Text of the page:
Tag: honesty

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“How ya’ doin’?” is the general way the question is asked. People who ask it fall into categories. Some mean, “Hi.” The question becomes an informal greeting. The person isn’t expecting you to answer. Others wonder, truly, about your well-being. The individual is expecting a reply akin to “Fine, thank you.” Their interest is intentional, kind, […]

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As a researcher and writer, I care deeply for factual transparency and honesty in reportage. I read across a wide spectrum of viewpoints. Paid subscriptions from the following are sent to my inbox, all of which I scan (and often read in-depth) daily: The Washington Post, The New York Times, The Atlantic, National Public Radio, […]

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Holding Up a Mirror to my Students, And Myself


My practice at the end of my first class of the semester is to see if students want to ask me any questions. A young woman asked me, after my answering the question about alma maters and degrees, including my ThM in Old Testament, “So, did you ever think about becoming a pastor?” It was refreshing to hear such a forthright question, to which I answered, “Yes, I did consider becoming a pastor but discovered that I loved teaching.”

Other questions followed but she and a friend stayed behind after class ended to thank me for my answer, then added, “I am not religious, but I am a spiritual person.” Listening to my culture, I was not surprised by her admission. I had heard it before. What struck me about the conversation was her honest declaration. It was good to hear a student so well articulate her belief, and I thanked her for it

The brief conversation made me think again about how everyone believes something. Claims are staked on those beliefs. My job, as a professor, is to hold a mirror up to myself and my students, asking each one of us to be honest about those beliefs. We may not agree with each other. In the pluralistic public sphere, the freedom of belief is imperative in America. To appreciate others’ points of view without necessarily capitulating ours is important. My responsibility in the public university is not to change students. My job is to make sure they have had an opportunity to consider all sides of an issue before taking upon themselves the responsibility to own their belief. And today, I introduce my students to Thomas Sowell.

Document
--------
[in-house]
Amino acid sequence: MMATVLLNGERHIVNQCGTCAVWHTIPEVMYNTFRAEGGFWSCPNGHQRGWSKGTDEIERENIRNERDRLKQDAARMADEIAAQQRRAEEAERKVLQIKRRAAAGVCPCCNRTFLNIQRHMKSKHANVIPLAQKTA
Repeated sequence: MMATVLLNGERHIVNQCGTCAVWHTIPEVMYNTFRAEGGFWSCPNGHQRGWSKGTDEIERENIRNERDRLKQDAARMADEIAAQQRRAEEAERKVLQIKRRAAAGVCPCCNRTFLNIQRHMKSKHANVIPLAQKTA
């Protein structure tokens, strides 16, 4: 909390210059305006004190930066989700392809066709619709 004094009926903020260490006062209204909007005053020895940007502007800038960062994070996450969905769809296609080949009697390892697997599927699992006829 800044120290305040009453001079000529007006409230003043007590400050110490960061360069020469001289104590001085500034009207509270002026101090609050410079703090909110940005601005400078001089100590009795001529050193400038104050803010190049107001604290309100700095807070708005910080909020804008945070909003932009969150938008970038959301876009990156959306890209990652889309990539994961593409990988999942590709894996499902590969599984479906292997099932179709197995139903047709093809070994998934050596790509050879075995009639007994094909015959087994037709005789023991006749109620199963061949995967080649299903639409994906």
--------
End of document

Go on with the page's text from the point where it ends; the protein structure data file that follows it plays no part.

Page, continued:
Life Lessons from Tom Brady? Well…. Maybe


Tom Brady and the Tampa Bay Buccaneers just beat the mighty Green Bay Packers and are on their way to Super Bowl 55; coincidentally being played this year in Tampa Bay. The Buccaneers have won one Super Bowl. Tom Brady has taken his teams to the Super Bowl nine times and won six. We were New England Patriots fans for over twenty years while living in Boston. We’ve been in Florida since 2003 and never thought Tom Brady (or Gronkowski) would relocate their careers and homes to Florida. I asked my husband this evening: Is it because Tom Brady is such a good football player? He said he’s more than that, he’s an exceptional athlete, one of those rare people that is not only a team player but excels in leadership.

I thought about that comment because I had just gotten off the phone with my older cousin in Las Vegas, who asked me if I had watched the Biden Inauguration and the program after. I said no, and let her talk. She gushed about how she taped it and wept through the whole thing, “the young poet and her words and hand gestures reduced me to tears”, she said, “how Lady Gaga sang the National Anthem while gazing with so much love at our flag, then there was Jennifer Lopez and Tom Hanks.” She said they were cathartic tears after four years of hell. I knew my cousin and her husband were very liberal, and I thought she knew I was conservative, but I let her have her moment and stayed silent.

A Brief Point about Political Dishonesty


It’s taken as a given that our President is a dishonest man. There’s some truth in that, and I’ve said it myself.

But I think the way President Trump is dishonest and the way Vice President Biden is dishonest are different, and different in an interesting way.

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Subconsciously, we know that no one knows everything.  Despite this knowledge, we tend to expect this of the people we look up to most, whether it’s our parents, teachers, or the other adults in our lives.  We create this idea that they are flawless superheroes, as though they never grapple with much of anything, except […]

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Quote of the Day: The Outsider


“Because our politics has always rewarded those who can successfully claim the mantle of the outsider—now even more than usual—the temptation to approach our institutions antagonistically, or to avoid them altogether, has grown very strong. When we look for solutions, we tend to look not to institutions but to individuals, movements, ideals, or maverick outsiders.” — Yuval Levin, A Time to Build

The preference for the “outsider” is more dominant than ever: that’s probably the reason Donald Trump was elected. He was not only an outsider to the federal government but an outsider to any kind of government. And people were looking for a person who had no ties to government programs or agendas, and who was prepared to stir up the swamp; in many ways, that’s just what Donald Trump promised and what he has done.